SINGAPORE (新加坡) plunged into mourning and world leaders united in tribute on Monday after the death of Lee Kuan Yew (李光耀), the iron-fisted politician who forged a prosperous city-state out of unpromising beginnings.
His son, Prime Minister Lee Hsien Loong (李顯龍 ), issued a statement before dawn announcing the passing of his 91-year-old father at Singapore General Hospital (新加坡中央醫院) following a long illness. He declared seven days of national mourning until the former leader is cremated on 29 March.
“He fought for our independence, built a nation where there was none, and made us proud to be Singaporeans. We won’t see another like him,” the prime minister said in an emotional televised address.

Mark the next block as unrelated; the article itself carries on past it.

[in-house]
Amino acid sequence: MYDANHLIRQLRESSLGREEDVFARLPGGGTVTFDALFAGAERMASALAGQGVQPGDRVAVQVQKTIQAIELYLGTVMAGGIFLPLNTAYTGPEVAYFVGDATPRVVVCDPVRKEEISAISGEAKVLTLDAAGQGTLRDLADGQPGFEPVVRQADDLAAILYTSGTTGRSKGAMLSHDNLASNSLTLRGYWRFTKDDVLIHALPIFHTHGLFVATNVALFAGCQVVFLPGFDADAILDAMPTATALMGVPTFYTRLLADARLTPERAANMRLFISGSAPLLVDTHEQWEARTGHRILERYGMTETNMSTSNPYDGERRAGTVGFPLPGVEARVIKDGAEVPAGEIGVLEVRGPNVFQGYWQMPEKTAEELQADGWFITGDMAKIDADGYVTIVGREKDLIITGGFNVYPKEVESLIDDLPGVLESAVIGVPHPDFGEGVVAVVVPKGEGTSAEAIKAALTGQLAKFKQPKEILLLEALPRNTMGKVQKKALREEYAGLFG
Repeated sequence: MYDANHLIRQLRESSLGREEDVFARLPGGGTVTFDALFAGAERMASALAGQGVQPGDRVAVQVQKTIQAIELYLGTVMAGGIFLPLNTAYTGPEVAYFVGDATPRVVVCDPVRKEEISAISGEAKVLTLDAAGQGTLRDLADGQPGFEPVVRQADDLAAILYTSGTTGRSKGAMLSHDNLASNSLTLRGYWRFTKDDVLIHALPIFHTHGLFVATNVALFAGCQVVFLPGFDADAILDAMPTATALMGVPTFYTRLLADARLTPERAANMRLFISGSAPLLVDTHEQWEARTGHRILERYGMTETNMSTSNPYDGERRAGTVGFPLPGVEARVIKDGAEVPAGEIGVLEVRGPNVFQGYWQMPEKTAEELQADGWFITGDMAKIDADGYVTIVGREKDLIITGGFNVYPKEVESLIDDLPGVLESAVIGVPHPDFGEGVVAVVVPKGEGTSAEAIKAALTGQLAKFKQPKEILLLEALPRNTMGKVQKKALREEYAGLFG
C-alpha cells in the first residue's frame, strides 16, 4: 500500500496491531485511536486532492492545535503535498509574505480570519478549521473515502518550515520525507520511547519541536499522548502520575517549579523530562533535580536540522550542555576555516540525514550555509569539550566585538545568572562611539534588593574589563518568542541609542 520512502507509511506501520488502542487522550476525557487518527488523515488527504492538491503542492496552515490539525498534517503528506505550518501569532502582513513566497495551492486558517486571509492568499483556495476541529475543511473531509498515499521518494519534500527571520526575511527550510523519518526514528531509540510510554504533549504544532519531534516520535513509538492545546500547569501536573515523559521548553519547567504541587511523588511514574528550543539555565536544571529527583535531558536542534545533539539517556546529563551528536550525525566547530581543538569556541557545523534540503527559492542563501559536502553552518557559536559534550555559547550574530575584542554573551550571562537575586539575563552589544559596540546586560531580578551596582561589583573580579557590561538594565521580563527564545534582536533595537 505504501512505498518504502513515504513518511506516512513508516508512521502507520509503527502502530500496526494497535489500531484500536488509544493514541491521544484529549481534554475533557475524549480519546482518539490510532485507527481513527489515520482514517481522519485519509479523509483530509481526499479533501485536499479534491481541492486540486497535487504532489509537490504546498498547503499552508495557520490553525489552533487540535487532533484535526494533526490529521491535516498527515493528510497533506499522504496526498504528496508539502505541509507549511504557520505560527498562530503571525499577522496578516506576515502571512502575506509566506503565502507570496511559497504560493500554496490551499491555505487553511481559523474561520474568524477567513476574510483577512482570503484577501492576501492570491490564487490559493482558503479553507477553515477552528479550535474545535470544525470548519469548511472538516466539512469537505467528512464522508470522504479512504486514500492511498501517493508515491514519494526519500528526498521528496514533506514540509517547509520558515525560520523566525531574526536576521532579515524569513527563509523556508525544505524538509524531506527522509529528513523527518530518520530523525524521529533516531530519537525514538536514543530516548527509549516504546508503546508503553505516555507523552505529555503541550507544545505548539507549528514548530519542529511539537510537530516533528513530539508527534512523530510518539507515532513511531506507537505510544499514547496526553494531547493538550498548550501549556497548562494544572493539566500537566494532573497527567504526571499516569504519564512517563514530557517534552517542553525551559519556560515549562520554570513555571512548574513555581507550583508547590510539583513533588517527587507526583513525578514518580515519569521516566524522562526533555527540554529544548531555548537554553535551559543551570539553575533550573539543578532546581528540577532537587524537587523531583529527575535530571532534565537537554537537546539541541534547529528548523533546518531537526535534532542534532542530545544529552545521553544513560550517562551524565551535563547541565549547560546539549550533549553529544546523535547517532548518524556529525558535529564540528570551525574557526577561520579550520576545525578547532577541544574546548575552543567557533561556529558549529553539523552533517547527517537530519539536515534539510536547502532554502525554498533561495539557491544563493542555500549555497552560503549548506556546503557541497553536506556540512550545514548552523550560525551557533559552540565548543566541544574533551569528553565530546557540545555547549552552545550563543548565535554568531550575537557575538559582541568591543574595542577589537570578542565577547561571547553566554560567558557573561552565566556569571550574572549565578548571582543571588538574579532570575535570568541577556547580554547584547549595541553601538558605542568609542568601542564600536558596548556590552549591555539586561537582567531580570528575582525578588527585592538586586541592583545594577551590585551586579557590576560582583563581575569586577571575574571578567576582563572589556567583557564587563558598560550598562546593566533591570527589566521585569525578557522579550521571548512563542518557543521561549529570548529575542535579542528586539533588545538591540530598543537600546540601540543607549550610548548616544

US President Barack Obama (奧巴馬) led world leaders in hailing Lee, who turned a small territory lacking its own natural resources into a world player in finance, trading and shipping – all the while with a heavy political grip that was long decried by rights campaigners.
Lee served as prime minister from 1959, when colonial ruler Britain (英國) granted self-rule, to 1990. He led Singapore to independence in 1965 after a brief and stormy union with Malaysia (馬來西亞).
Singapore now has one of the world’s highest per capita incomes and its residents enjoy near-universal home ownership, low crime rates and first-class infrastructure. But rights figures said his economic legacy came at a significant cost for human rights.
(AFP, 23 March 2015)